NEW YORK – Immunohistochemistry firm Lunaphore has shifted from its initial emphasis on IHC-based diagnostics to the fast-growing spatial biology space.
Since releasing its high-plex protein imaging system Comet earlier this year, the Lausanne, Switzerland-based company, a spinout from the Swiss Federal Institute of Technology Lausanne (EPFL), has placed instruments in several high-profile laboratories and medical centers around the world and is carving out a place for its technology in spatial proteomics and immuno-oncology research.
At the core of Lunaphore's technology is the use of microfluidics to more quickly and reproducibly deliver staining reagents to tissue samples for IHC assays. In 2019, the company launched its first product, a microfluidics device called LabSat, that allowed researchers to perform rapid IHC staining. The same year, the device received the CE-IVD mark, and Lunaphore began marketing it as a tool for more quickly assessing surgical margins during cancer surgery.
During the COVID-19 pandemic, however, the company decided to refocus its efforts, concentrating on the research market and the development of the Comet system, which uses the same underlying microfluidics technology to stain as many as 40 proteins per sample, significantly more than the LabSat system, which tops out at 10.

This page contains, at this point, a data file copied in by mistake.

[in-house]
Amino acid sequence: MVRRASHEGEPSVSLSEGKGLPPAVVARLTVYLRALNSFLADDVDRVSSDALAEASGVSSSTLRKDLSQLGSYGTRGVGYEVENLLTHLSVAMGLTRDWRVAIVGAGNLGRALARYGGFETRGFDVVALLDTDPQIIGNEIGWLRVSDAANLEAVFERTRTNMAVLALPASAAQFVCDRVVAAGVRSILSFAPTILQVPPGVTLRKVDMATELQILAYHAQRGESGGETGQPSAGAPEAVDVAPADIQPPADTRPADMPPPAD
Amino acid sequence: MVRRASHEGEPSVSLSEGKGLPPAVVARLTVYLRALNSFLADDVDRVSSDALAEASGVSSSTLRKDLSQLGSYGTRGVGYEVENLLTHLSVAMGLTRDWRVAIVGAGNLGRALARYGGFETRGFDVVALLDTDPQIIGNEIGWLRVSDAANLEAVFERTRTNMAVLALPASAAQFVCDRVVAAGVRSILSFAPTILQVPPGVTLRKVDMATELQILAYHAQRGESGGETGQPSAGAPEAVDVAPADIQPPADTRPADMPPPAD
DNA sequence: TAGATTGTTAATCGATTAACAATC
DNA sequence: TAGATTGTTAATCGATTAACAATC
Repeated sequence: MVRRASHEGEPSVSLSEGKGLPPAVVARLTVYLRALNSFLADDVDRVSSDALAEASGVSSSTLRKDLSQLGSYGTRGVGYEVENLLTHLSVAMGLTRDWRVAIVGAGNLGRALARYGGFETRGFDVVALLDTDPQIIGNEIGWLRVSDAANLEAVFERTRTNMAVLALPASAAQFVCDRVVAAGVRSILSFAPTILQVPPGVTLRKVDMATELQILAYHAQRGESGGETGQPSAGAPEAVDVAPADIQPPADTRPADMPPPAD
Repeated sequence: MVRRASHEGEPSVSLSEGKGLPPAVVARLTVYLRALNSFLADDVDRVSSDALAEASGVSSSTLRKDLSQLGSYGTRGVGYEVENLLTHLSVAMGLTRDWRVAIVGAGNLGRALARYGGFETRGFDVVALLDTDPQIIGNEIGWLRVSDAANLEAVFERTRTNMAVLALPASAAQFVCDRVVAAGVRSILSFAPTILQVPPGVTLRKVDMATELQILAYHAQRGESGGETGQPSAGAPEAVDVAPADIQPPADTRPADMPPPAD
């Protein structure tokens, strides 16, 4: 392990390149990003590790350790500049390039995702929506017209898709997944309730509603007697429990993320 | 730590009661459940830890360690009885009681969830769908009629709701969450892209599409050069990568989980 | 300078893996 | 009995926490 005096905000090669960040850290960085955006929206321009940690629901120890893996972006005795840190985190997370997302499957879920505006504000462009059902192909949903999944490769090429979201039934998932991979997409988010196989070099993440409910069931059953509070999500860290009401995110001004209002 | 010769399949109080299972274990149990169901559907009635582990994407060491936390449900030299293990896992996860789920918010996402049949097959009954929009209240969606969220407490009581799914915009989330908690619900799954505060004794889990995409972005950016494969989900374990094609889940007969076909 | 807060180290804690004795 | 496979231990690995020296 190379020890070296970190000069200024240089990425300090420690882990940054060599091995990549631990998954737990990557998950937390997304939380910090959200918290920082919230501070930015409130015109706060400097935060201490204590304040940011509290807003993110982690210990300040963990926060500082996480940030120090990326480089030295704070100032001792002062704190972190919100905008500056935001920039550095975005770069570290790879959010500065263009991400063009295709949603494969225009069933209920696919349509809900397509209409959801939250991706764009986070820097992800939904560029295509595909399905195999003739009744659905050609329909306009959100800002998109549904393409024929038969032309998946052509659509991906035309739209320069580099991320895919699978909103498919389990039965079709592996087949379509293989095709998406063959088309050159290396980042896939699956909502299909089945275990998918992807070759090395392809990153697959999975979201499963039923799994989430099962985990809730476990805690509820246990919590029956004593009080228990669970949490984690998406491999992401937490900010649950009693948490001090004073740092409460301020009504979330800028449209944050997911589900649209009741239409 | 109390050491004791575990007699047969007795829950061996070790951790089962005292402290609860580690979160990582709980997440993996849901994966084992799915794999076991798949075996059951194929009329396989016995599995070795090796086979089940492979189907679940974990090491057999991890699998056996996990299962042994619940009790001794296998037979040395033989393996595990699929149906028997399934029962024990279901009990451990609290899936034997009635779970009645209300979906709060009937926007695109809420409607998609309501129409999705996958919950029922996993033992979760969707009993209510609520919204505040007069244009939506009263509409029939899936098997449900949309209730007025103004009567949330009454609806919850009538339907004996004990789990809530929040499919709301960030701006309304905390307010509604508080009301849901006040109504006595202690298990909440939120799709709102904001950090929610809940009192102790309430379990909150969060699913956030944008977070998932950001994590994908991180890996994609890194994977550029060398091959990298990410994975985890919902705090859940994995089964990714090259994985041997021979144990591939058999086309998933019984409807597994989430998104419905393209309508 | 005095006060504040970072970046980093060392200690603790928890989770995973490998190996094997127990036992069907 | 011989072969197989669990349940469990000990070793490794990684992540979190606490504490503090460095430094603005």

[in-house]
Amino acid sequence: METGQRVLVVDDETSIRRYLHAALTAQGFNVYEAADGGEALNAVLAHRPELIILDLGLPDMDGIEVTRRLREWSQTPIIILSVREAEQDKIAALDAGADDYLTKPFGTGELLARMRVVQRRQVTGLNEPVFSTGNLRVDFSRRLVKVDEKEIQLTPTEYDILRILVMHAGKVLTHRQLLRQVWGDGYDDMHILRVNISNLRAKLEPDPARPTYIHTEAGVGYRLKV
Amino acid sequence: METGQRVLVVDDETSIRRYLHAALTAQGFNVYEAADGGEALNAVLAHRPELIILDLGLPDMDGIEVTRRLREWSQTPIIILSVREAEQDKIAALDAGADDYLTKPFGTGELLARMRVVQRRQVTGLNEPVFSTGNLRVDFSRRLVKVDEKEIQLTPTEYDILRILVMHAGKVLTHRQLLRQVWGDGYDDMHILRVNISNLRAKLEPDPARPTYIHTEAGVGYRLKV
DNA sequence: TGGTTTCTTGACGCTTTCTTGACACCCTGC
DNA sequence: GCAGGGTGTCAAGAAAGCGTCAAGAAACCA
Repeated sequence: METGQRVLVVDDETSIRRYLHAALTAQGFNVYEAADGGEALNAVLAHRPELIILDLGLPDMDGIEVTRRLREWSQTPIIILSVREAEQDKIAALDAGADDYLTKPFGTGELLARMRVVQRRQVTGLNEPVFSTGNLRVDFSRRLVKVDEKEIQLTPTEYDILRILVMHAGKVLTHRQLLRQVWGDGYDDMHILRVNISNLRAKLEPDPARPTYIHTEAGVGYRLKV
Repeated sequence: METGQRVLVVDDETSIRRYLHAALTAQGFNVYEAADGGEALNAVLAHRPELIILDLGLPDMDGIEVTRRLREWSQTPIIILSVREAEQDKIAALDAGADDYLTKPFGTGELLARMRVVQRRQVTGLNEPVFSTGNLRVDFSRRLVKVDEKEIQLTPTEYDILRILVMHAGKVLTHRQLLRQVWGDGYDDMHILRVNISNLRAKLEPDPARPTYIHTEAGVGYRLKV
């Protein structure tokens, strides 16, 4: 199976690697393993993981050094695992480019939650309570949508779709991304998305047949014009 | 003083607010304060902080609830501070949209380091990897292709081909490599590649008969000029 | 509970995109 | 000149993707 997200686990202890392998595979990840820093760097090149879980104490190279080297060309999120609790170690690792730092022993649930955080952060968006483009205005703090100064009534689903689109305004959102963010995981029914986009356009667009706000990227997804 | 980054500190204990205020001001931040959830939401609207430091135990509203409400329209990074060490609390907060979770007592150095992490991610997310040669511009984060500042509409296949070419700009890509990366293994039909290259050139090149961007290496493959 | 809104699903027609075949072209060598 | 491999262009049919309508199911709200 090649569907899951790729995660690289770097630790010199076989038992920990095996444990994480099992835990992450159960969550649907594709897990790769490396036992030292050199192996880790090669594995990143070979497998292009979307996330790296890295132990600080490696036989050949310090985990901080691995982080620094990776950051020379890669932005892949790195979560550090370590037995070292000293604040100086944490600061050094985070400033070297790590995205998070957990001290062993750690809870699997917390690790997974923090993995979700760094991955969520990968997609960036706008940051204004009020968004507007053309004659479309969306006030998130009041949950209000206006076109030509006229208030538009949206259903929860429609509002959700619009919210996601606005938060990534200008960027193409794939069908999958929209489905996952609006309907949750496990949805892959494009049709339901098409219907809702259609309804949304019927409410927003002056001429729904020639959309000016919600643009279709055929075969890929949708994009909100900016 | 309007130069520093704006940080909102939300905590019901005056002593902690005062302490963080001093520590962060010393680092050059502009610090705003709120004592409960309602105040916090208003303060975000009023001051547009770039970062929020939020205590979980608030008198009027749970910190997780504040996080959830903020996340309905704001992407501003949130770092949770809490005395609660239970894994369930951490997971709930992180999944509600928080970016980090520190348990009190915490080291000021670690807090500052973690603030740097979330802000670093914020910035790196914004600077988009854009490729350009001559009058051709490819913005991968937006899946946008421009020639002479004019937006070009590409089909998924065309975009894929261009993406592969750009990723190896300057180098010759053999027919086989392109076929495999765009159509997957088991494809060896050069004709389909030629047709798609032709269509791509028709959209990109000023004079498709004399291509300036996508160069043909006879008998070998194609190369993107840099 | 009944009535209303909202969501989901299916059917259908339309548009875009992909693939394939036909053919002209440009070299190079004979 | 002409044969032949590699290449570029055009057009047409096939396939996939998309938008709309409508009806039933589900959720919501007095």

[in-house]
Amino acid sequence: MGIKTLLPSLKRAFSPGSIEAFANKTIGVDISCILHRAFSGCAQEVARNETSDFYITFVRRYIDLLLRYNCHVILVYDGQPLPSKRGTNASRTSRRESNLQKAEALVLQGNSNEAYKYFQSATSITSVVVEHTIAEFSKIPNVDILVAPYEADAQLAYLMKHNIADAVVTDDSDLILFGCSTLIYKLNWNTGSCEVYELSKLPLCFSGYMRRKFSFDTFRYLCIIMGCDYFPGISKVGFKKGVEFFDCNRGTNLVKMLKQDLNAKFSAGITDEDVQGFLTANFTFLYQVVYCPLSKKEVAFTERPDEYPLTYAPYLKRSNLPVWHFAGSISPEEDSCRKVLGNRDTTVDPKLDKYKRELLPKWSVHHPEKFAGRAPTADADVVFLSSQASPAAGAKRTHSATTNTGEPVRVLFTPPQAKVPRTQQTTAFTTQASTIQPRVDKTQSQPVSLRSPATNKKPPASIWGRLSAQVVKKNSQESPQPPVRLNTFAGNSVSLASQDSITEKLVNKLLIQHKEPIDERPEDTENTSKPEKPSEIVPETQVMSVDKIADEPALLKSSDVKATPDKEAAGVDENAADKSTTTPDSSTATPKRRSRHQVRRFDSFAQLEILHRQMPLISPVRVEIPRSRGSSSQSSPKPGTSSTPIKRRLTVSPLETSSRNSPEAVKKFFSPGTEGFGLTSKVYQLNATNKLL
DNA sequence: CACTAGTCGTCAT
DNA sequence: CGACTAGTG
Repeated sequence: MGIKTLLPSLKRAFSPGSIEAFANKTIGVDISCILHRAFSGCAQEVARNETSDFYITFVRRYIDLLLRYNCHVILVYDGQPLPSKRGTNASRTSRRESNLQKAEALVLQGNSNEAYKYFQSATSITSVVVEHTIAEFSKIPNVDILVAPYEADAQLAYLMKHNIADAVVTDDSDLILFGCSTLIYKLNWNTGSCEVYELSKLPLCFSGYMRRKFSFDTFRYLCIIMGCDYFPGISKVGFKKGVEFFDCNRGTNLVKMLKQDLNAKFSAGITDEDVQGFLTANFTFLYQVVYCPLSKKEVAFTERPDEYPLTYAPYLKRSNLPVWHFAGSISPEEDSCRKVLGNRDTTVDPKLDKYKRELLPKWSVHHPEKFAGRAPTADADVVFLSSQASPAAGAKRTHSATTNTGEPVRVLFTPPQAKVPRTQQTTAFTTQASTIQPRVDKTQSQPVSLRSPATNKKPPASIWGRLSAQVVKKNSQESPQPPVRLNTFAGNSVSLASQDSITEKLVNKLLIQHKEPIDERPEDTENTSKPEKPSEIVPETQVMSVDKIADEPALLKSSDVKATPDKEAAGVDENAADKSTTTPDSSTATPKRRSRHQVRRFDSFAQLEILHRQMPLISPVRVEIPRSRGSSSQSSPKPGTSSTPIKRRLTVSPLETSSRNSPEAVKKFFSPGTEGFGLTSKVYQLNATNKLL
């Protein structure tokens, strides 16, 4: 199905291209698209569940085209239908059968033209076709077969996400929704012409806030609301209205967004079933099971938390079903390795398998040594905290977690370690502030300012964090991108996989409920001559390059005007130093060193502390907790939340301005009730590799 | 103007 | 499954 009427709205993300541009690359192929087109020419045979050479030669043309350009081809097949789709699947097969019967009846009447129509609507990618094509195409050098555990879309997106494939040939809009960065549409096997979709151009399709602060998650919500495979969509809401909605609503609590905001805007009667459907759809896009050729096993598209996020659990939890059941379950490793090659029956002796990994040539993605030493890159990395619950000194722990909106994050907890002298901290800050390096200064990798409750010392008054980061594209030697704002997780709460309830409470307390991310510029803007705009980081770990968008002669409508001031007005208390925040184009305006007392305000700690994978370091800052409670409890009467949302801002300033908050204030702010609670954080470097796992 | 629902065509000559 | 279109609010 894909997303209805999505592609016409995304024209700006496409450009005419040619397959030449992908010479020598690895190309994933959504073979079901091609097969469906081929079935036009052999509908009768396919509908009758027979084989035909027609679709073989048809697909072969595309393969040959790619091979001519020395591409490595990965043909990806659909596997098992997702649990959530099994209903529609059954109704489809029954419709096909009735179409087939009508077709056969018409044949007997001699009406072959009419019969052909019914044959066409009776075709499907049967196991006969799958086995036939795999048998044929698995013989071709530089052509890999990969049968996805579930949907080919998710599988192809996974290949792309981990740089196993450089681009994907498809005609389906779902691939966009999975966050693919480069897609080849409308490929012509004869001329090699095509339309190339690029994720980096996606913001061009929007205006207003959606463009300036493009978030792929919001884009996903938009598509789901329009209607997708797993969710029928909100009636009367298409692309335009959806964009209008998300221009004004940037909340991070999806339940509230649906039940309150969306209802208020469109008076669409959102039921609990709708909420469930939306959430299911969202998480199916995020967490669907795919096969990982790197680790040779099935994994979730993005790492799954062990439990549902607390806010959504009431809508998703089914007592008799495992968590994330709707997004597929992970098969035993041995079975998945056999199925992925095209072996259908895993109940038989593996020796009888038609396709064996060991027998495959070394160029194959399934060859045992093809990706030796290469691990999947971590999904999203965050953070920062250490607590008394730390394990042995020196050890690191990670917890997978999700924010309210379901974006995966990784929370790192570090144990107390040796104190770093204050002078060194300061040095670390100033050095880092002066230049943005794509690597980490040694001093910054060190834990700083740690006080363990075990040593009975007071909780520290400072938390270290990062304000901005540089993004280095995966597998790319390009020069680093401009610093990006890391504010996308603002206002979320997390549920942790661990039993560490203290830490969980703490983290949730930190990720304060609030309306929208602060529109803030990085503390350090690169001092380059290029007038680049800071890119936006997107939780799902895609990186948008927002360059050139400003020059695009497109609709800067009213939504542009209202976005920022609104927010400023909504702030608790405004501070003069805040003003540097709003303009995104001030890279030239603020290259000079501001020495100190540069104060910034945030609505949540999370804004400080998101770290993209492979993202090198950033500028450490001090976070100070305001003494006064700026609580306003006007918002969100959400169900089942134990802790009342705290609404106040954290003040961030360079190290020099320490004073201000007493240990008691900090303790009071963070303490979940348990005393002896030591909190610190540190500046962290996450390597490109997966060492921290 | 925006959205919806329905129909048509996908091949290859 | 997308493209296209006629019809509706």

"We decided to really focus on the researcher market because it was where we were seeing more traction," said Déborah Heintze, Lunaphore's cofounder and chief marketing officer, noting that the company does not currently offer either system for the clinical market.
Comet "was something that we had been cooking for some time on the side as a research project," Heintze said. But as the company saw increased use of fluorescence imaging in pathology and higher and higher multiplexing in spatial biology experiments, it decided to make the platform its core focus, she added.
The Comet platform stains proteins of interest in an iterative fashion, two at a time, then images those proteins, washes the sample, and stains the next pair. The system is automated, allowing for the workflow to proceed without human intervention. The company's microfluidics technology also reduces the antibody incubation time, improving throughput, Heintze said.